Greenwich Time | Robert Marchant | April 16, 2023
GREENWICH — In 1921, a year after American women gained the universal right to vote, a group of Greenwich women got together and formed a local chapter of League of Women Voters to promote access to the ballot box and strengthen the spirit of democracy.
A recording secretary took careful notes of the very first meeting after the organization was formed.
Now those handwritten notes, and hundreds of other documents from the Greenwich LVW, are finding a new home at the Greenwich Historical Society. Some 25 linear feet of meeting minutes, studies, posters, educational brochures and other papers — which until recently had been housed in a barn in Riverside — will become part of the collection at the historical society and open to study.
The archivist at the Historical Society, Christopher Shields, said the partnership with the LWV made sense for everyone.
“The league — it has such a long history in Greenwich, and they’ve worked on so many important projects. And in addition to the importance of preserving the records, having them at the Historical Society will make them accessible, so people can learn from them. It becomes more of a resource, ” Shields said.
The collection had been carefully collected and stored by Jara Burnett, a former LWV president and an immigrant from the former Czechoslovakia who became an ardent champion of American-style democracy. She and the LWV leadership came to the realization that the archives were an important resource and needed to be preserved in a more suitable location than her barn, she said.
The Historical Society was putting together an exhibit in 2020 on the campaign for women’s right to vote that included materials from the LWV archives, which opened the process for the relocating the documents, both organizations said.
Lynn Garelick, the historian for the Greenwich LWV, was tasked with the job of emptying the barn and cataloging the contents, a Herculean undertaking.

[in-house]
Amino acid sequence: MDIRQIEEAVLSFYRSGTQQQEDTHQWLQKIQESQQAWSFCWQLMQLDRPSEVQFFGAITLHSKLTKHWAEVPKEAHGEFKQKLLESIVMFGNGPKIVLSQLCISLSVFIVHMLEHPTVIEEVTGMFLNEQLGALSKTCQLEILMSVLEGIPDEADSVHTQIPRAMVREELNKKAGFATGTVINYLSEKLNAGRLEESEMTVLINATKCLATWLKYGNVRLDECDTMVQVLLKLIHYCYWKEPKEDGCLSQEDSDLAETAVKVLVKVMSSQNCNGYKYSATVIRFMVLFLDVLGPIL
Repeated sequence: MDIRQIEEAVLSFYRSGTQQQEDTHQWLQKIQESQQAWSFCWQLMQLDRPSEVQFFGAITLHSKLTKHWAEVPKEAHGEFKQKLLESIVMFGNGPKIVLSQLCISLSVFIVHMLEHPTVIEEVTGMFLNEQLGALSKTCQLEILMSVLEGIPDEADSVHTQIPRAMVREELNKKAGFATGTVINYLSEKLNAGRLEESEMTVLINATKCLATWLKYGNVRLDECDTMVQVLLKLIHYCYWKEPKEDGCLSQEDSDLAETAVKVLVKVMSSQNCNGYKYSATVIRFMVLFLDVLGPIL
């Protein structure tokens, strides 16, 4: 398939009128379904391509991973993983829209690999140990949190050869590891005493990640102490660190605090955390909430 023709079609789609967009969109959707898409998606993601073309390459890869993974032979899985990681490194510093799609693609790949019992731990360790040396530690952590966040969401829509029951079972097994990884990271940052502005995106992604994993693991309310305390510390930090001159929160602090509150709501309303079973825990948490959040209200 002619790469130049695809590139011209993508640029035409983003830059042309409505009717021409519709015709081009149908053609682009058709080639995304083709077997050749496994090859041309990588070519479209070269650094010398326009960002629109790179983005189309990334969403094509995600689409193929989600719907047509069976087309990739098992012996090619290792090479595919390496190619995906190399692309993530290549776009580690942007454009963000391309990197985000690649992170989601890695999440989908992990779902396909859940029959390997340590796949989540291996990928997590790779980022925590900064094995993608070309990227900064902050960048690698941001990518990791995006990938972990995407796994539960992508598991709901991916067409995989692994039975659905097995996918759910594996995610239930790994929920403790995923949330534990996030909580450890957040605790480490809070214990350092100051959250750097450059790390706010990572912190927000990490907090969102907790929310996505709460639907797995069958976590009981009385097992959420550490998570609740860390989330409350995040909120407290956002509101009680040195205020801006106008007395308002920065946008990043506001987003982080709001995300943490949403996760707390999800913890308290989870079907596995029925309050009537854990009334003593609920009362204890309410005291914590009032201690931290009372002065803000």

“Little did I know,” Garelick joked.
The LWV historian had done a similar job archiving the records for Christ Church Greenwich from the1830s to the present, so she was prepared for the work. She was a history major in college, she noted, and “I know my way around old paper.”
Sandy Waters, the current president of the Greenwich LWV, said the numerous studies on Greenwich town government — such as suggested improvements to the Representative Town Meeting, best practices for an ethics policy, an examination of the functioning of the Board of Estimate and Taxation — were in the archives, a valuable source of information. A number of documents cover the contentious debate in 1946 over whether Greenwich should become the headquarters of the newly founded United Nations, a proposal that eventually failed, sending the U.N. to midtown Manhattan instead. Another community debate over how many high schools Greenwich should build in the late 1960s is in the archives.
Additional documents from the LWV will also be archived in the future. The Historical Society is looking to transcribe the older handwritten documents into a more modern format, index the collection more comprehensively and digitize much of the collection, Garelick said. The collection is currently open for research.
The non-profit voting organization encourages “informed and active participation in government” and “influences public policy through education and advocacy,” according to its information, and it is strictly non-partisan.
The Connecticut State Legislature approved the 19th Amendment allowing women the right to vote in 1920, after the measure had already achieved the necessary number of states to have ratified the new law. Greenwich was home to a number of prominent leaders in the Suffrage movement, as the right to vote was called, including Caroline Ruutz-Rees the headmistress of Rosemary Hall School when it was located in Greenwich, and Grace Gallatin Seton, a Greenwich author and travel writer who drove all over Connecticut to promote the cause.
The archives that date from that era will now be kept in safe storage and open for study, Waters said, adding she was thankful for the new home.
“This is valuable and worth preserving,” she said.